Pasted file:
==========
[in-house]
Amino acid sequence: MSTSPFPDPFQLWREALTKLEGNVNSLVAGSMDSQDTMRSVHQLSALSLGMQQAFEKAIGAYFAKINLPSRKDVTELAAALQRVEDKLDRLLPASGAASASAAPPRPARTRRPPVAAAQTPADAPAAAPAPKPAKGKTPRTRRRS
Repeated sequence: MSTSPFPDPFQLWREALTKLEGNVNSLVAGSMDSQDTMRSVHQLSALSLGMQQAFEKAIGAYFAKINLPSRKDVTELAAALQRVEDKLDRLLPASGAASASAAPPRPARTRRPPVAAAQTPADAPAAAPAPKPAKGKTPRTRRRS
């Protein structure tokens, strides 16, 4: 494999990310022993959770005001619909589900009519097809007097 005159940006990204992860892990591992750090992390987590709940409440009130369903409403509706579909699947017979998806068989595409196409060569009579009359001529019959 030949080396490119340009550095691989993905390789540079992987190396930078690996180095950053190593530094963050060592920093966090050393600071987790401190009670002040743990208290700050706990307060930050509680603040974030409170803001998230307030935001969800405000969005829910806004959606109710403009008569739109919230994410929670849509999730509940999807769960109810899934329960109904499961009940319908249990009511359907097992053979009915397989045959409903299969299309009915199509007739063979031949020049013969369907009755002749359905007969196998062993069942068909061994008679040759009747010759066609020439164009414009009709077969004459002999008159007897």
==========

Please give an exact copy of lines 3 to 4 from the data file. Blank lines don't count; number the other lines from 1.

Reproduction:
Repeated sequence: MSTSPFPDPFQLWREALTKLEGNVNSLVAGSMDSQDTMRSVHQLSALSLGMQQAFEKAIGAYFAKINLPSRKDVTELAAALQRVEDKLDRLLPASGAASASAAPPRPARTRRPPVAAAQTPADAPAAAPAPKPAKGKTPRTRRRS
């Protein structure tokens, strides 16, 4: 494999990310022993959770005001619909589900009519097809007097 005159940006990204992860892990591992750090992390987590709940409440009130369903409403509706579909699947017979998806068989595409196409060569009579009359001529019959 030949080396490119340009550095691989993905390789540079992987190396930078690996180095950053190593530094963050060592920093966090050393600071987790401190009670002040743990208290700050706990307060930050509680603040974030409170803001998230307030935001969800405000969005829910806004959606109710403009008569739109919230994410929670849509999730509940999807769960109810899934329960109904499961009940319908249990009511359907097992053979009915397989045959409903299969299309009915199509007739063979031949020049013969369907009755002749359905007969196998062993069942068909061994008679040759009747010759066609020439164009414009009709077969004459002999008159007897």